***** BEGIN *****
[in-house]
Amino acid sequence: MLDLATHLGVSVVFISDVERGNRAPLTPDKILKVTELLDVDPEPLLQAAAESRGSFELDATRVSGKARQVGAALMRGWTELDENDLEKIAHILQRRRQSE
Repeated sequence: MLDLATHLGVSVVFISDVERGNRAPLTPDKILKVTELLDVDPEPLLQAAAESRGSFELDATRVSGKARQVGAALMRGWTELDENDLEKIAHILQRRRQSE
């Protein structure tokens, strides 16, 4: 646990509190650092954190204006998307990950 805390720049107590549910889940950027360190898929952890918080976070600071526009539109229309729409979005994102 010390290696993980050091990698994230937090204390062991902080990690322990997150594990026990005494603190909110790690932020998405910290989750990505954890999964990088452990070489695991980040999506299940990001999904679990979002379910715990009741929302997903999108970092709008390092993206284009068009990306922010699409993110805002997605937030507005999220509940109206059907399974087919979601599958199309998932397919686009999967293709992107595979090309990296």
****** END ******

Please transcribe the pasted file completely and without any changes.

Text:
[in-house]
Amino acid sequence: MLDLATHLGVSVVFISDVERGNRAPLTPDKILKVTELLDVDPEPLLQAAAESRGSFELDATRVSGKARQVGAALMRGWTELDENDLEKIAHILQRRRQSE
Repeated sequence: MLDLATHLGVSVVFISDVERGNRAPLTPDKILKVTELLDVDPEPLLQAAAESRGSFELDATRVSGKARQVGAALMRGWTELDENDLEKIAHILQRRRQSE
């Protein structure tokens, strides 16, 4: 646990509190650092954190204006998307990950 805390720049107590549910889940950027360190898929952890918080976070600071526009539109229309729409979005994102 010390290696993980050091990698994230937090204390062991902080990690322990997150594990026990005494603190909110790690932020998405910290989750990505954890999964990088452990070489695991980040999506299940990001999904679990979002379910715990009741929302997903999108970092709008390092993206284009068009990306922010699409993110805002997605937030507005999220509940109206059907399974087919979601599958199309998932397919686009999967293709992107595979090309990296």